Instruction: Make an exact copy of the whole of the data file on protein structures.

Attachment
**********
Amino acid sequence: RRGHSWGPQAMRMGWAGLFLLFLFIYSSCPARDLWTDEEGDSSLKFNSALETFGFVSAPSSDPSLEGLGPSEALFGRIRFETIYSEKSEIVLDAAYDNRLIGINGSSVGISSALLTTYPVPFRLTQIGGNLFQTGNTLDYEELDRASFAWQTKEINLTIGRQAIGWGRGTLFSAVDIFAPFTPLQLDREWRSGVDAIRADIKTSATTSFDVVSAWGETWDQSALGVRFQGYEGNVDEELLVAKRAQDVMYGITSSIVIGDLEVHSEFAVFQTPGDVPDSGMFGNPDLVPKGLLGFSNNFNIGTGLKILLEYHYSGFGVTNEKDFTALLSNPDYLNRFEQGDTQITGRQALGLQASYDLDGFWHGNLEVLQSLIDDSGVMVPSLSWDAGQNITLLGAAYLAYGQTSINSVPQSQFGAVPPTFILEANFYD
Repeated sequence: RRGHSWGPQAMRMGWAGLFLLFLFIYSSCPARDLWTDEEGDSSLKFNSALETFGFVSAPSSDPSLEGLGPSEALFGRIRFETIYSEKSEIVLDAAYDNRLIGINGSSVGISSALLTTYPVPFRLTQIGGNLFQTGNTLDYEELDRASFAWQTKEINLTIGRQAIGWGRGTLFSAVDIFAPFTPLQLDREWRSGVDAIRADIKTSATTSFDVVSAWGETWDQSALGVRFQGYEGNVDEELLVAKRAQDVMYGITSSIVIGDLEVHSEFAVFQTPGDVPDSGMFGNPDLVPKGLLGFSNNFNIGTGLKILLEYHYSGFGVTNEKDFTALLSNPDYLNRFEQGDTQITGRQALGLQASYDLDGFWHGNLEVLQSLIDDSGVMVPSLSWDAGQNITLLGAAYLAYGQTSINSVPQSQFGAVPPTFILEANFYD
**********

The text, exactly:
Amino acid sequence: RRGHSWGPQAMRMGWAGLFLLFLFIYSSCPARDLWTDEEGDSSLKFNSALETFGFVSAPSSDPSLEGLGPSEALFGRIRFETIYSEKSEIVLDAAYDNRLIGINGSSVGISSALLTTYPVPFRLTQIGGNLFQTGNTLDYEELDRASFAWQTKEINLTIGRQAIGWGRGTLFSAVDIFAPFTPLQLDREWRSGVDAIRADIKTSATTSFDVVSAWGETWDQSALGVRFQGYEGNVDEELLVAKRAQDVMYGITSSIVIGDLEVHSEFAVFQTPGDVPDSGMFGNPDLVPKGLLGFSNNFNIGTGLKILLEYHYSGFGVTNEKDFTALLSNPDYLNRFEQGDTQITGRQALGLQASYDLDGFWHGNLEVLQSLIDDSGVMVPSLSWDAGQNITLLGAAYLAYGQTSINSVPQSQFGAVPPTFILEANFYD
Repeated sequence: RRGHSWGPQAMRMGWAGLFLLFLFIYSSCPARDLWTDEEGDSSLKFNSALETFGFVSAPSSDPSLEGLGPSEALFGRIRFETIYSEKSEIVLDAAYDNRLIGINGSSVGISSALLTTYPVPFRLTQIGGNLFQTGNTLDYEELDRASFAWQTKEINLTIGRQAIGWGRGTLFSAVDIFAPFTPLQLDREWRSGVDAIRADIKTSATTSFDVVSAWGETWDQSALGVRFQGYEGNVDEELLVAKRAQDVMYGITSSIVIGDLEVHSEFAVFQTPGDVPDSGMFGNPDLVPKGLLGFSNNFNIGTGLKILLEYHYSGFGVTNEKDFTALLSNPDYLNRFEQGDTQITGRQALGLQASYDLDGFWHGNLEVLQSLIDDSGVMVPSLSWDAGQNITLLGAAYLAYGQTSINSVPQSQFGAVPPTFILEANFYD